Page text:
Since no two cases of tick-borne illness are alike, the fact that some of my symptoms have persisted doesn’t mean that yours will. Here is what I can tell you for sure: under the care of a good LLMD, you may not be cured, but your life can get much, much better.

jennifer crystal_2

Opinions expressed by contributors are their own.

Jennifer Crystal is a writer and educator in Boston. Her memoir about her medical journey is forthcoming. Contact her at



Dr. Jemsek Vindicated!  Video Here

One of the physicians featured on the documentary “Under or Skin” has just made a major announcement:

Dr. Jemsek announces the action by the North Carolina Medical Board to overturn their 2006 decision to restrict Dr. Jemsek’s medical license by rescinding and abolishing that wrongful decision.

He was disciplined for prescribing long term antibiotics to treat chronic Lyme disease.
This is vindication for patients suffering from this disease.


WI – Amazing Testimonies on AB546 – Now Email Health Committee

THANK YOU, Wisconsin Citizens for

Amazing Testimonies Last Week on AB546!

Now Let’s Ask for the VOTE in the Assembly Executive Committee!

Support the Bill to Protect Complementary and Alternative Healthcare

We need your help NOW to contact your legislators to support Wisconsin’s “Safe Harbor” Practitioner Exemption bill, A546, a bill that will protect the right of homeopaths, traditional naturopaths, herbalist, energy healers and many more to offer their services to consumers in Wisconsin.  Help Wisconsin become the twelfth state to have a health freedom law protecting these practitioners!

How YOU Can Help:

1. Click Here to Email the Health Committee members and your personal legislators to ask for their support of AB546 and for it to be heard in an Executive session.  They heard the bill in Committee on January 7th and now, in order to VOTE it out of Committee, they have to hear it in an Executive meeting in order to move it and pass it out of the Committee.

2. Use this simple form to send WIHFC your testimony and we’ll submit it to the committee for you. See below for an example.  Sharing your story – in person or in writing – is crucial to the success of this bill!  Legislators love personal stories and your positive experience using complementary health could sway committee members to vote yes.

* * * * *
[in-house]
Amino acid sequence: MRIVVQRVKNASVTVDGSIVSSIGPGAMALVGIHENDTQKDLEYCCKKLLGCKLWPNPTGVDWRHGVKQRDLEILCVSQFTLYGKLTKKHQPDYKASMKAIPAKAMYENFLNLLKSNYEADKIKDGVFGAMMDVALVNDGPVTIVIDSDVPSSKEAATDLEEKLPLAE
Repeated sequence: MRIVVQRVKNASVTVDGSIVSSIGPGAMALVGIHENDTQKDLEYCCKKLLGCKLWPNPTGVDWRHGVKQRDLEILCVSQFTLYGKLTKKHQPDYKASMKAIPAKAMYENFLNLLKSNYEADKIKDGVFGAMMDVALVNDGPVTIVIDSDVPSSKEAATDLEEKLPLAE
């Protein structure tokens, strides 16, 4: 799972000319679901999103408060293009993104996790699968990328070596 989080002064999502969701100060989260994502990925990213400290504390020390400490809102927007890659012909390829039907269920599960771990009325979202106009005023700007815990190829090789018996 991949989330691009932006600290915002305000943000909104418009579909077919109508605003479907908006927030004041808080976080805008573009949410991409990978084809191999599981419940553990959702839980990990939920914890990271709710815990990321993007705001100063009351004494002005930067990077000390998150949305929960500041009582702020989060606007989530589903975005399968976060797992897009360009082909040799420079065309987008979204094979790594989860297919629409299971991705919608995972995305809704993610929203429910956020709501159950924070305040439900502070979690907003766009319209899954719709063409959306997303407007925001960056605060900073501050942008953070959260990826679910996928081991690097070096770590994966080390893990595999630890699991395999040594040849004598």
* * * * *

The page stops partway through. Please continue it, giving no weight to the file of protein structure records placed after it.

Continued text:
Example Message for Legislators: “Members of the Committee, my name is [insert name].  I live in [city].  I support AB546 and I want you to please VOTE YES on AB546, the “Consumer Protection for Complementary Healthcare” bill.  This bill is important to me because [insert your own brief reason why you support access to complementary and alternative health care]. Thank you.”


– I depend on complementary and alternative health care for myself and my family and I want Wisconsin law to protect my rights as a consumer to a free and educated choice in health care providers.


– I am a practitioner of complementary healthcare and a small business owner in Wisconsin. I want to serve my clients without the fear that my state’s laws could be used to treat me as a criminal.  Please update WI law to reflect what is happening in our state.]

Thanks in advance for helping pass AB546 into law.  Together, with your help, we can convince Wisconsin legislators to protect WI residents’ health freedom rights to access the healing modalities and practitioners they want.

For more about what this WI bill does for complementary and alternative health practitioners and their clients, see our website here (bill originally introduced as LRB-1960/1).  Read the bill here.  Read about Safe Harbor bills here.



I know a lot of bills are coming out and it can be very confusing.  Please know the bill in this email has to do with protecting complimentary and alternative health care like homeopathy.  It is NOT the WI bill (AB313) about the 16 member panel that we are trying to squash as it is huge government overreach and could affect the way our Lyme docs treat us here in the state of WI.






Reminder: WI Lyme Patients Contact Legislators to Stop AB313

This is a plea from Jeannette Wheat the former head of the Madison Group and an experienced medical professional.

Hello All People with Lyme,

I have written before about this bill, AB313, but now it is becoming urgent.

The WI Senate has already passed this bill and it will likely be passed in the Assembly if people don’t get active and contact their state Assembly people right now!

This bill will essentially create a new IDSA Lyme Guidelines committee, Infectious Disease Society of America, except that it will be WI based.

I am attaching the bill to this email, but just to give you a glimpse into it, a couple of the tasks assigned to this committee are to make recommendations to the legislature to make policy (ie law) about diagnosis and treatment of Lyme disease in Wisconsin and the Insurance Commissioner of the State of WI will be one of the committee members!  Just think for a moment how that will work against people with Lyme.